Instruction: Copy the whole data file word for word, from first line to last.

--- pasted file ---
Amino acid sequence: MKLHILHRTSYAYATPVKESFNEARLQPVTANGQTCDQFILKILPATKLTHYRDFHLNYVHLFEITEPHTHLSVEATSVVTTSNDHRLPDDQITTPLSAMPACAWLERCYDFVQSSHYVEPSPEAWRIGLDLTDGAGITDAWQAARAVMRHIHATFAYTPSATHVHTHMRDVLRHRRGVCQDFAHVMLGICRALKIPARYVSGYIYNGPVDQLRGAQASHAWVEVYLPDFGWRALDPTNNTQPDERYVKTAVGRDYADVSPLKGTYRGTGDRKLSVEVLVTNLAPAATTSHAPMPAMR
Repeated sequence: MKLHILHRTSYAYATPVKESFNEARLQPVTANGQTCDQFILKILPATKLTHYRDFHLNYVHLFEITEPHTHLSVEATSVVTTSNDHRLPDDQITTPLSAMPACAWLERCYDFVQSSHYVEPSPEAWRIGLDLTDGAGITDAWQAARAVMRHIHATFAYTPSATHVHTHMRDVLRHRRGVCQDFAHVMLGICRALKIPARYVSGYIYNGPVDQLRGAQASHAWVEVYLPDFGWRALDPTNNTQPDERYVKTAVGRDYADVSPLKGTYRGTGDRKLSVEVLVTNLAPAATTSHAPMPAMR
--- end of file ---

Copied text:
Amino acid sequence: MKLHILHRTSYAYATPVKESFNEARLQPVTANGQTCDQFILKILPATKLTHYRDFHLNYVHLFEITEPHTHLSVEATSVVTTSNDHRLPDDQITTPLSAMPACAWLERCYDFVQSSHYVEPSPEAWRIGLDLTDGAGITDAWQAARAVMRHIHATFAYTPSATHVHTHMRDVLRHRRGVCQDFAHVMLGICRALKIPARYVSGYIYNGPVDQLRGAQASHAWVEVYLPDFGWRALDPTNNTQPDERYVKTAVGRDYADVSPLKGTYRGTGDRKLSVEVLVTNLAPAATTSHAPMPAMR
Repeated sequence: MKLHILHRTSYAYATPVKESFNEARLQPVTANGQTCDQFILKILPATKLTHYRDFHLNYVHLFEITEPHTHLSVEATSVVTTSNDHRLPDDQITTPLSAMPACAWLERCYDFVQSSHYVEPSPEAWRIGLDLTDGAGITDAWQAARAVMRHIHATFAYTPSATHVHTHMRDVLRHRRGVCQDFAHVMLGICRALKIPARYVSGYIYNGPVDQLRGAQASHAWVEVYLPDFGWRALDPTNNTQPDERYVKTAVGRDYADVSPLKGTYRGTGDRKLSVEVLVTNLAPAATTSHAPMPAMR